by Glenda Williams, BNc correspondent
GENEVA, Ala. (BNc) — Ernie Brooks is the present reigning Ms. Senior Geneva County. She is as lovely on the inside as she is on the outside. Ernie’s Christian beauty radiates with her smile and good deeds. A quiet, unassuming person, Ernie goes about doing good things for other people.
Ernie has been going into the local Geneva County jail, and teaching the ladies on Friday evenings for three years. In times past she has had others who have gone with her, but usually she goes alone.
The ladies have two picnic-type tables with benches that they sit around to study the Bible with Ernie. She says her classes range from 3-12 each week. When asked how many she thinks she has taught during the years, she said, “I think approximately 75.”
“While they are confined, they can see what you are talking about. It’s like a light bulb has gone off. I can tell a difference in their countenance. When I go back the next week, I have had them tell me they have been studying all week and waiting for me to come back,” Brooks recalls.
She looks forward to studying with them each week.
On Friday, Jan. 29, another one of Ernie’s converts was baptized into Christ at the Geneva, Ala., church building. Terri Webb felt a special bond to Ernie as they sat on the front pew waiting for her baptism. A close friendship often develops between student-inmates and teachers.
In thinking about her jail ministry work, Ernie said: “The downside is seeing those who make a full circle but come back in, like a revolving door. Deep down they haven’t made that commitment, and that is disappointing. If we had a program where we could be over them for a year after they get out and help them …” and her mind trailed off with that thought.
Some inmates get out and some go on to larger prisons. Ernie said, “We often lose contact with them when they move on, but we have to keep trying and teaching them, believing and hoping that we’ve made a lasting impression on their lives. At least we have done what we could. That’s all we’re commanded to do is go and teach.”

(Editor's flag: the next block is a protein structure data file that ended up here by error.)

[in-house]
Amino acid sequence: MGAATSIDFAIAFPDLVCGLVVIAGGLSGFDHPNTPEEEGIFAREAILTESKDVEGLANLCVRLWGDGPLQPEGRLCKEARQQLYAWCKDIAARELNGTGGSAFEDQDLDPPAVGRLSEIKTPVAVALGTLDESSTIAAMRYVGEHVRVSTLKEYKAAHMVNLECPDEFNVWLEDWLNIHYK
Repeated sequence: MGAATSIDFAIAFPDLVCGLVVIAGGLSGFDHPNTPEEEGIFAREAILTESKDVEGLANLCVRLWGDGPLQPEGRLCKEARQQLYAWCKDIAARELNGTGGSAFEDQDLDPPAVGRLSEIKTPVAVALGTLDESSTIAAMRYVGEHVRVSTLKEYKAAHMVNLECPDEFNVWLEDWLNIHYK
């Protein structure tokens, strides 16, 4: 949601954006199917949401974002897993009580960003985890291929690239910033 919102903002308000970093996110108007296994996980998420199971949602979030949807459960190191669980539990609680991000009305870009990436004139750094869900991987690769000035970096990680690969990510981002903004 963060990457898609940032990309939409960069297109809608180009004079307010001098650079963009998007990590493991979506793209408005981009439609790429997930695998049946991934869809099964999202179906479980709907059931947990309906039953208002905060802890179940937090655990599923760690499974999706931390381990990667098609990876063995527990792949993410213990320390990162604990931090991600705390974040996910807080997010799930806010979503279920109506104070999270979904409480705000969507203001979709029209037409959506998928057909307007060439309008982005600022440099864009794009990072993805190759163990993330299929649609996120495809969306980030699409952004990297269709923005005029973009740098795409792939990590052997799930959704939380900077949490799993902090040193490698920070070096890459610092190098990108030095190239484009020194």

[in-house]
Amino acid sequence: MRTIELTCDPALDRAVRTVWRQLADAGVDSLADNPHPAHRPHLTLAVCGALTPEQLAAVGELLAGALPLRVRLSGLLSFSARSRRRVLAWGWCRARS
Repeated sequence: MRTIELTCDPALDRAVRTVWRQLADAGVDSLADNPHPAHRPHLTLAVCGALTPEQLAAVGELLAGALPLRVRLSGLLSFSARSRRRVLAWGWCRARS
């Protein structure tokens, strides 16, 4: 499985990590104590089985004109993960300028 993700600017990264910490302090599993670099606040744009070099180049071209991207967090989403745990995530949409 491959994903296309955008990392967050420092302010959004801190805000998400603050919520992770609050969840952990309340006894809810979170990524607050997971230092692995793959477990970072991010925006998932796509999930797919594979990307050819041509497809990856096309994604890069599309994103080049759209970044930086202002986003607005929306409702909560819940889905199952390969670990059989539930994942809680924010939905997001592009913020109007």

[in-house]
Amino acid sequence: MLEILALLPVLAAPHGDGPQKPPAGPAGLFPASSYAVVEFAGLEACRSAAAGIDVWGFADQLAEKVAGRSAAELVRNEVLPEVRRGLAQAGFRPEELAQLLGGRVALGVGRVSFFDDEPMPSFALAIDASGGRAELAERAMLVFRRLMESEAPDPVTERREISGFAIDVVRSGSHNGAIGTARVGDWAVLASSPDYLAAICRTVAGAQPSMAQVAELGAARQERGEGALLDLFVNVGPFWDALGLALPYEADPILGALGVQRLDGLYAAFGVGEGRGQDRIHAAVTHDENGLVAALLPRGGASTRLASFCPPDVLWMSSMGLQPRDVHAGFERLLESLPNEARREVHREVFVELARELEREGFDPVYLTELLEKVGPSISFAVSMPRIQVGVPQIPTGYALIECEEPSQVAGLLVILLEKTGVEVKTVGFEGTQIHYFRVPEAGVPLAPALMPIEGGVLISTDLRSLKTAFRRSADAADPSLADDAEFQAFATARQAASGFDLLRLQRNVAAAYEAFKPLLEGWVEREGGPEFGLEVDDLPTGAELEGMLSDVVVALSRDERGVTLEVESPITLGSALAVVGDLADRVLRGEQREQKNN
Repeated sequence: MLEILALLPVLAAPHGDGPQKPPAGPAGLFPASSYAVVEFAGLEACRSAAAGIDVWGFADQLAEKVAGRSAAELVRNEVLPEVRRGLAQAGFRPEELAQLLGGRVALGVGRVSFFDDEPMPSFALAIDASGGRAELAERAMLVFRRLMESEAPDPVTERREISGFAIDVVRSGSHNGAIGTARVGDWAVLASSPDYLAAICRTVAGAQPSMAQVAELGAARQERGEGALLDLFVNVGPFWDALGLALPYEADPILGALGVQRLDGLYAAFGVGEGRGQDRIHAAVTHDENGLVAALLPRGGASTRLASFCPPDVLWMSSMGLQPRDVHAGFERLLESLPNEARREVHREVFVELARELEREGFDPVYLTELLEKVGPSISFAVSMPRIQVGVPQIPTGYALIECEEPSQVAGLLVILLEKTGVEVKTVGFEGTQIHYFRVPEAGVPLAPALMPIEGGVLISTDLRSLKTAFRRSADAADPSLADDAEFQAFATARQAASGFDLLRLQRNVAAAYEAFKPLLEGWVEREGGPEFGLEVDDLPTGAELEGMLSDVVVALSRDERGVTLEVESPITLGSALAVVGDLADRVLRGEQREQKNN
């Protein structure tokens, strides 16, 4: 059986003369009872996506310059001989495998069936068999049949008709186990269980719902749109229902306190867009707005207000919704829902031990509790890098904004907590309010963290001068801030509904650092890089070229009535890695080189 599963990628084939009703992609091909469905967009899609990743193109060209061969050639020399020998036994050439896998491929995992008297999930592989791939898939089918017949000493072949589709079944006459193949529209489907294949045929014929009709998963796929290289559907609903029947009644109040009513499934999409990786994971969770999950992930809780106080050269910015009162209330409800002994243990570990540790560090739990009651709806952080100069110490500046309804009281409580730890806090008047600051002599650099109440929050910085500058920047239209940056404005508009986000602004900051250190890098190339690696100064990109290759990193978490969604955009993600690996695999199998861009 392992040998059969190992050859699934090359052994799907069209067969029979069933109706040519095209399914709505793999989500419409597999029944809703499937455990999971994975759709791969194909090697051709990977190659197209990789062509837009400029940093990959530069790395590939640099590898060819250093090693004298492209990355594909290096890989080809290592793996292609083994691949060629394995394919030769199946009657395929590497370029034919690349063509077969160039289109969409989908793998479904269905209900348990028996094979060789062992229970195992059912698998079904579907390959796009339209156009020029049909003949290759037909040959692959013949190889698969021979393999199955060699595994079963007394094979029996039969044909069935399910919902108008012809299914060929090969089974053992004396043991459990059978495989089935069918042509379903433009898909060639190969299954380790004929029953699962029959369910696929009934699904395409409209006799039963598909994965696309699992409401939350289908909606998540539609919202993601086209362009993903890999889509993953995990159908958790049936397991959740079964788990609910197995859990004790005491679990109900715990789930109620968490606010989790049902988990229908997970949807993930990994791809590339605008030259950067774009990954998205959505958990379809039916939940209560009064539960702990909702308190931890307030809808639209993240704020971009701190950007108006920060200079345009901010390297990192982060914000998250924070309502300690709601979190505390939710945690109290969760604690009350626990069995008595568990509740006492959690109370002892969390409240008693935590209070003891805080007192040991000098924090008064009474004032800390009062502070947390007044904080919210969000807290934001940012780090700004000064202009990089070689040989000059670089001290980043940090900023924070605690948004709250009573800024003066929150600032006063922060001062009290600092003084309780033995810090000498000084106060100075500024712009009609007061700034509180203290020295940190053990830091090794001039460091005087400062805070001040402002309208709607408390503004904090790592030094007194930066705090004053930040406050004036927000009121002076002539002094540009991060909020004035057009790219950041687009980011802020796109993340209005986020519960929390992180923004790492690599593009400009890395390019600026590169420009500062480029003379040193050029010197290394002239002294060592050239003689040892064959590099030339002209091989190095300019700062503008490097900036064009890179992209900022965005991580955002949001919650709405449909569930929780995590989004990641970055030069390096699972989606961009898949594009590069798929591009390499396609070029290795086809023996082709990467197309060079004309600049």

A smile came across her face when she thought of the one she has taught and seen baptized who she calls her “star.”
Ernie said, “I had high hopes and expectations for Brandi. After two relapses, she has gotten her head on straight.”
Ernie recalled how this past Christmas Brandi went with her to buy gifts to give the inmates.
“She has made drastic changes in her personal life, enrolled in a nearby college and is studying to be a drug counselor. I’m proud of Brandi.”
“That makes it all worthwhile,” Ernie said.
At one time Ernie said all her students were people she had already taught and baptized. She doesn’t let that discourage her from continuing to go and teach. She goes week after week, at 6:00 p.m., and encourages those who have returned to “get back up one more time than you fall down.”
May Ernie’s example inspire us all to reach out to those confined to jails. Those fields are indeed “white unto harvest” (John 4:35). “I was in jail and you visited me,” (Matthew 25:36) surely must mean more than stopping by to say hello on visitation day.
When asked how many she has taught and seen baptized, Ernie said, “I don’t know. I haven’t kept records.”
God has kept records, and he knows them by name.